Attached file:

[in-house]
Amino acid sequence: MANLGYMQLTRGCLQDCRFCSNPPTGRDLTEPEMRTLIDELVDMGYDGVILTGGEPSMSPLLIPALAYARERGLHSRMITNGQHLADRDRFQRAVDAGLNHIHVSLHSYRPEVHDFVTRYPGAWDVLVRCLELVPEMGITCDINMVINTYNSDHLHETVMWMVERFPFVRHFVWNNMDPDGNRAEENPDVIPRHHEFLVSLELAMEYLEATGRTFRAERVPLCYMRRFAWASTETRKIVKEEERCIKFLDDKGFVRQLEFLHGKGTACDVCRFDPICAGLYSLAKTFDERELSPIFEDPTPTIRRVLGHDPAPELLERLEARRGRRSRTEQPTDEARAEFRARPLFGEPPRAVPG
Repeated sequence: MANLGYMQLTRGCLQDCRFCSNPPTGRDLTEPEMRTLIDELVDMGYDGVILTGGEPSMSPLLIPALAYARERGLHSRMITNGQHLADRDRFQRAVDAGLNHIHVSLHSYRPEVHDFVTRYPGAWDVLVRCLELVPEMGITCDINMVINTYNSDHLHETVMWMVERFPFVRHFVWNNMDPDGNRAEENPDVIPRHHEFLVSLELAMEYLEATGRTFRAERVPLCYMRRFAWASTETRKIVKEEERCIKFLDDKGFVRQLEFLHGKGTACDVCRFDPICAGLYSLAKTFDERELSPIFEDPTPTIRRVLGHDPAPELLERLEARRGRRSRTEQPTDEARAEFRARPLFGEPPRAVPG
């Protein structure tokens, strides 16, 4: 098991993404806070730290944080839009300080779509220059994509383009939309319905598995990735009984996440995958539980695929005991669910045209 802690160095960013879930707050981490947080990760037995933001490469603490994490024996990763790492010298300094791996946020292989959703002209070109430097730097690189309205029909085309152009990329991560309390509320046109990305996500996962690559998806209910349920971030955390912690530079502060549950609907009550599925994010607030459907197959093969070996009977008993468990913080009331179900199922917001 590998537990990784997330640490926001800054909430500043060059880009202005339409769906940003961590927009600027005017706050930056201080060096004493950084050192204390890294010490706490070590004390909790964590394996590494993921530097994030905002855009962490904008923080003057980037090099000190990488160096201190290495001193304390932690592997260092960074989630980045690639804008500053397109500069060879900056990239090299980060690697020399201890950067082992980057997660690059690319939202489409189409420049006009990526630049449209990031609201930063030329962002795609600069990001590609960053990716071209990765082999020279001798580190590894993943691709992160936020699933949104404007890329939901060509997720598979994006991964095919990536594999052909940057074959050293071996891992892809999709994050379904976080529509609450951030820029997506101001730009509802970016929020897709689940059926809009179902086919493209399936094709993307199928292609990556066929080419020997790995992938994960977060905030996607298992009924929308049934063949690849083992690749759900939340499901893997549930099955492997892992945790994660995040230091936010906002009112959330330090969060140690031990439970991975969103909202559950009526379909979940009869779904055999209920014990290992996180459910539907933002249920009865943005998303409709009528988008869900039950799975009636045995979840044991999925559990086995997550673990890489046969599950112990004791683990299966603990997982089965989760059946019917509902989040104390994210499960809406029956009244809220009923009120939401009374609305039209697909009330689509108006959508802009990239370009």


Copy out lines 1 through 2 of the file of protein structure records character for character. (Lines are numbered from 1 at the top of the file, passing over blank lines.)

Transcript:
[in-house]
Amino acid sequence: MANLGYMQLTRGCLQDCRFCSNPPTGRDLTEPEMRTLIDELVDMGYDGVILTGGEPSMSPLLIPALAYARERGLHSRMITNGQHLADRDRFQRAVDAGLNHIHVSLHSYRPEVHDFVTRYPGAWDVLVRCLELVPEMGITCDINMVINTYNSDHLHETVMWMVERFPFVRHFVWNNMDPDGNRAEENPDVIPRHHEFLVSLELAMEYLEATGRTFRAERVPLCYMRRFAWASTETRKIVKEEERCIKFLDDKGFVRQLEFLHGKGTACDVCRFDPICAGLYSLAKTFDERELSPIFEDPTPTIRRVLGHDPAPELLERLEARRGRRSRTEQPTDEARAEFRARPLFGEPPRAVPG